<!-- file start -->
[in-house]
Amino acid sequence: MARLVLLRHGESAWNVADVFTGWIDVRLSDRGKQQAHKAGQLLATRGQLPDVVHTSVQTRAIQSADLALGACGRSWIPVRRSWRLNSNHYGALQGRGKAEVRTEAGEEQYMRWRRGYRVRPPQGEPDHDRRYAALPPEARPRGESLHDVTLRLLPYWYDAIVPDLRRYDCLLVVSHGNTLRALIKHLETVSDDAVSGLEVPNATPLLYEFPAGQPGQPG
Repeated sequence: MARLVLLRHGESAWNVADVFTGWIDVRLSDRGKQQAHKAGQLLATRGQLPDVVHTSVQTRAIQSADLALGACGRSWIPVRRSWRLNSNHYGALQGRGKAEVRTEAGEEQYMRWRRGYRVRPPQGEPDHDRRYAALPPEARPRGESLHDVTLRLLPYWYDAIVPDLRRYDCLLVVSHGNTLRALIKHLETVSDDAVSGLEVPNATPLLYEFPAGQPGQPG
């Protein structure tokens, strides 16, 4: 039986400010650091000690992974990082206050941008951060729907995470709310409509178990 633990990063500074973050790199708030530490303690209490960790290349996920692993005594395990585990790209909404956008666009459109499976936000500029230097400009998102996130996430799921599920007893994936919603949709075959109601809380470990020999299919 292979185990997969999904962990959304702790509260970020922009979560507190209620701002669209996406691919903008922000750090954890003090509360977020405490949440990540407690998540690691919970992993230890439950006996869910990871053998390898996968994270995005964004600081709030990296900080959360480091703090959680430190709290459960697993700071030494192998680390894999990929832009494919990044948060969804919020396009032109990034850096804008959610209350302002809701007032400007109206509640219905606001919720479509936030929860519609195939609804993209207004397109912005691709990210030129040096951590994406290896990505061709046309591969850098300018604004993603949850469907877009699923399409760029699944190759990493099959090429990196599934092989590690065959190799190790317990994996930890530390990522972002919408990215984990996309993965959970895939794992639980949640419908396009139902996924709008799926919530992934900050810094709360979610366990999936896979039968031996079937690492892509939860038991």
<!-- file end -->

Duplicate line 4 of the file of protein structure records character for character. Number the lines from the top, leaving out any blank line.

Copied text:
């Protein structure tokens, strides 16, 4: 039986400010650091000690992974990082206050941008951060729907995470709310409509178990 633990990063500074973050790199708030530490303690209490960790290349996920692993005594395990585990790209909404956008666009459109499976936000500029230097400009998102996130996430799921599920007893994936919603949709075959109601809380470990020999299919 292979185990997969999904962990959304702790509260970020922009979560507190209620701002669209996406691919903008922000750090954890003090509360977020405490949440990540407690998540690691919970992993230890439950006996869910990871053998390898996968994270995005964004600081709030990296900080959360480091703090959680430190709290459960697993700071030494192998680390894999990929832009494919990044948060969804919020396009032109990034850096804008959610209350302002809701007032400007109206509640219905606001919720479509936030929860519609195939609804993209207004397109912005691709990210030129040096951590994406290896990505061709046309591969850098300018604004993603949850469907877009699923399409760029699944190759990493099959090429990196599934092989590690065959190799190790317990994996930890530390990522972002919408990215984990996309993965959970895939794992639980949640419908396009139902996924709008799926919530992934900050810094709360979610366990999936896979039968031996079937690492892509939860038991």